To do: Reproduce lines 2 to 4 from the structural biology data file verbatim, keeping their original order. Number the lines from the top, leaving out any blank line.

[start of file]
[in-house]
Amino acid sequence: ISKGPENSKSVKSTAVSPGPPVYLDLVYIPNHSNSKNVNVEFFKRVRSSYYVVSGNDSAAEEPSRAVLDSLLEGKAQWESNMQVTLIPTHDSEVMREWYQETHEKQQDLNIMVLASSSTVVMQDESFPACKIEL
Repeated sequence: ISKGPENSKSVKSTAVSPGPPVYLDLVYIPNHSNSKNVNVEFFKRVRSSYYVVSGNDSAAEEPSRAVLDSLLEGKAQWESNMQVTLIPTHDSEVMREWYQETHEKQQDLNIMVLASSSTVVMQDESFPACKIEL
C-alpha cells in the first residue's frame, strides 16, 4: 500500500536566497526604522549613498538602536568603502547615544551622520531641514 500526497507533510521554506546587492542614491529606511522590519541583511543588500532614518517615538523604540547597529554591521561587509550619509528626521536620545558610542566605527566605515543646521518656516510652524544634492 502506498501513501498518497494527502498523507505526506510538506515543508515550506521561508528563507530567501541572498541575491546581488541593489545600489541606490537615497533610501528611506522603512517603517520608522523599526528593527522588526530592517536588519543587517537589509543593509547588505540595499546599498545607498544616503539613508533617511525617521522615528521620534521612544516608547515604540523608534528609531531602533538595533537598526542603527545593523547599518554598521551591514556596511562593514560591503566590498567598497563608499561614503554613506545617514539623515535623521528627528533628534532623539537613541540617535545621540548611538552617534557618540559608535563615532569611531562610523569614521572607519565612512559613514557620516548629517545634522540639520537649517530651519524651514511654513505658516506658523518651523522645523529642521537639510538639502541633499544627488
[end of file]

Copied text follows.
Amino acid sequence: ISKGPENSKSVKSTAVSPGPPVYLDLVYIPNHSNSKNVNVEFFKRVRSSYYVVSGNDSAAEEPSRAVLDSLLEGKAQWESNMQVTLIPTHDSEVMREWYQETHEKQQDLNIMVLASSSTVVMQDESFPACKIEL
Repeated sequence: ISKGPENSKSVKSTAVSPGPPVYLDLVYIPNHSNSKNVNVEFFKRVRSSYYVVSGNDSAAEEPSRAVLDSLLEGKAQWESNMQVTLIPTHDSEVMREWYQETHEKQQDLNIMVLASSSTVVMQDESFPACKIEL
C-alpha cells in the first residue's frame, strides 16, 4: 500500500536566497526604522549613498538602536568603502547615544551622520531641514 500526497507533510521554506546587492542614491529606511522590519541583511543588500532614518517615538523604540547597529554591521561587509550619509528626521536620545558610542566605527566605515543646521518656516510652524544634492 502506498501513501498518497494527502498523507505526506510538506515543508515550506521561508528563507530567501541572498541575491546581488541593489545600489541606490537615497533610501528611506522603512517603517520608522523599526528593527522588526530592517536588519543587517537589509543593509547588505540595499546599498545607498544616503539613508533617511525617521522615528521620534521612544516608547515604540523608534528609531531602533538595533537598526542603527545593523547599518554598521551591514556596511562593514560591503566590498567598497563608499561614503554613506545617514539623515535623521528627528533628534532623539537613541540617535545621540548611538552617534557618540559608535563615532569611531562610523569614521572607519565612512559613514557620516548629517545634522540639520537649517530651519524651514511654513505658516506658523518651523522645523529642521537639510538639502541633499544627488